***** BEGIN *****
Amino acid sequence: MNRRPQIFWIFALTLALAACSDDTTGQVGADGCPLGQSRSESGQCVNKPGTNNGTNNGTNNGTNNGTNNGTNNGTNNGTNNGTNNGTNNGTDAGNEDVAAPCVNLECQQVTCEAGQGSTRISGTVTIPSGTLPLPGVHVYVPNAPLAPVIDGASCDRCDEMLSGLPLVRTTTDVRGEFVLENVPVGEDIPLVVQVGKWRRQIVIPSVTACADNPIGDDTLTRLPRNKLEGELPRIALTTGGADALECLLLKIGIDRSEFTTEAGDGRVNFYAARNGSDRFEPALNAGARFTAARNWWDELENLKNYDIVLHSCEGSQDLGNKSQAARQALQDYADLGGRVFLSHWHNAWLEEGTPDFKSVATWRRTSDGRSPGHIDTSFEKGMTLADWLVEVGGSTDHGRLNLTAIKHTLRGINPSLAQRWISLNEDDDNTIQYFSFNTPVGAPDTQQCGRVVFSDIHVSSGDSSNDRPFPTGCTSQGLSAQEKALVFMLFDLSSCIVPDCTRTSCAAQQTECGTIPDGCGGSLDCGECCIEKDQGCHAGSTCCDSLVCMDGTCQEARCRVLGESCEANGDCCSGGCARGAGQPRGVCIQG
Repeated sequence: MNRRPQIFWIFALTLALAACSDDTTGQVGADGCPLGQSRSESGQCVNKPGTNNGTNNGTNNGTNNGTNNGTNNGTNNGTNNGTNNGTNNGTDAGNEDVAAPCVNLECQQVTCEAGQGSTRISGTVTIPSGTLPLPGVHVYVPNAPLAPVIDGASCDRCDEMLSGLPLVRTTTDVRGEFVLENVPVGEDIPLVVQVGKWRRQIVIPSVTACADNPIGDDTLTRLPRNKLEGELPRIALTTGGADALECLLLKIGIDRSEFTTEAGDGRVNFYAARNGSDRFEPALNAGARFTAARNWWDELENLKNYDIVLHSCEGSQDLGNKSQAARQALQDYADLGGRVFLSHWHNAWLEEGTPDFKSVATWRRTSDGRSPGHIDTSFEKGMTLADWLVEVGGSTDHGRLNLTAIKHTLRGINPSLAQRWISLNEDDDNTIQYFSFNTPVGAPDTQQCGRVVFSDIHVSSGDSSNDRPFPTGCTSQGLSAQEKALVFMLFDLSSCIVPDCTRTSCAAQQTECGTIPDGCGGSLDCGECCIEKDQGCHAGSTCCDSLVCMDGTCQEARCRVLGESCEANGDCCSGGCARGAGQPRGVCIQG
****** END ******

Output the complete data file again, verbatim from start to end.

Amino acid sequence: MNRRPQIFWIFALTLALAACSDDTTGQVGADGCPLGQSRSESGQCVNKPGTNNGTNNGTNNGTNNGTNNGTNNGTNNGTNNGTNNGTNNGTDAGNEDVAAPCVNLECQQVTCEAGQGSTRISGTVTIPSGTLPLPGVHVYVPNAPLAPVIDGASCDRCDEMLSGLPLVRTTTDVRGEFVLENVPVGEDIPLVVQVGKWRRQIVIPSVTACADNPIGDDTLTRLPRNKLEGELPRIALTTGGADALECLLLKIGIDRSEFTTEAGDGRVNFYAARNGSDRFEPALNAGARFTAARNWWDELENLKNYDIVLHSCEGSQDLGNKSQAARQALQDYADLGGRVFLSHWHNAWLEEGTPDFKSVATWRRTSDGRSPGHIDTSFEKGMTLADWLVEVGGSTDHGRLNLTAIKHTLRGINPSLAQRWISLNEDDDNTIQYFSFNTPVGAPDTQQCGRVVFSDIHVSSGDSSNDRPFPTGCTSQGLSAQEKALVFMLFDLSSCIVPDCTRTSCAAQQTECGTIPDGCGGSLDCGECCIEKDQGCHAGSTCCDSLVCMDGTCQEARCRVLGESCEANGDCCSGGCARGAGQPRGVCIQG
Repeated sequence: MNRRPQIFWIFALTLALAACSDDTTGQVGADGCPLGQSRSESGQCVNKPGTNNGTNNGTNNGTNNGTNNGTNNGTNNGTNNGTNNGTNNGTDAGNEDVAAPCVNLECQQVTCEAGQGSTRISGTVTIPSGTLPLPGVHVYVPNAPLAPVIDGASCDRCDEMLSGLPLVRTTTDVRGEFVLENVPVGEDIPLVVQVGKWRRQIVIPSVTACADNPIGDDTLTRLPRNKLEGELPRIALTTGGADALECLLLKIGIDRSEFTTEAGDGRVNFYAARNGSDRFEPALNAGARFTAARNWWDELENLKNYDIVLHSCEGSQDLGNKSQAARQALQDYADLGGRVFLSHWHNAWLEEGTPDFKSVATWRRTSDGRSPGHIDTSFEKGMTLADWLVEVGGSTDHGRLNLTAIKHTLRGINPSLAQRWISLNEDDDNTIQYFSFNTPVGAPDTQQCGRVVFSDIHVSSGDSSNDRPFPTGCTSQGLSAQEKALVFMLFDLSSCIVPDCTRTSCAAQQTECGTIPDGCGGSLDCGECCIEKDQGCHAGSTCCDSLVCMDGTCQEARCRVLGESCEANGDCCSGGCARGAGQPRGVCIQG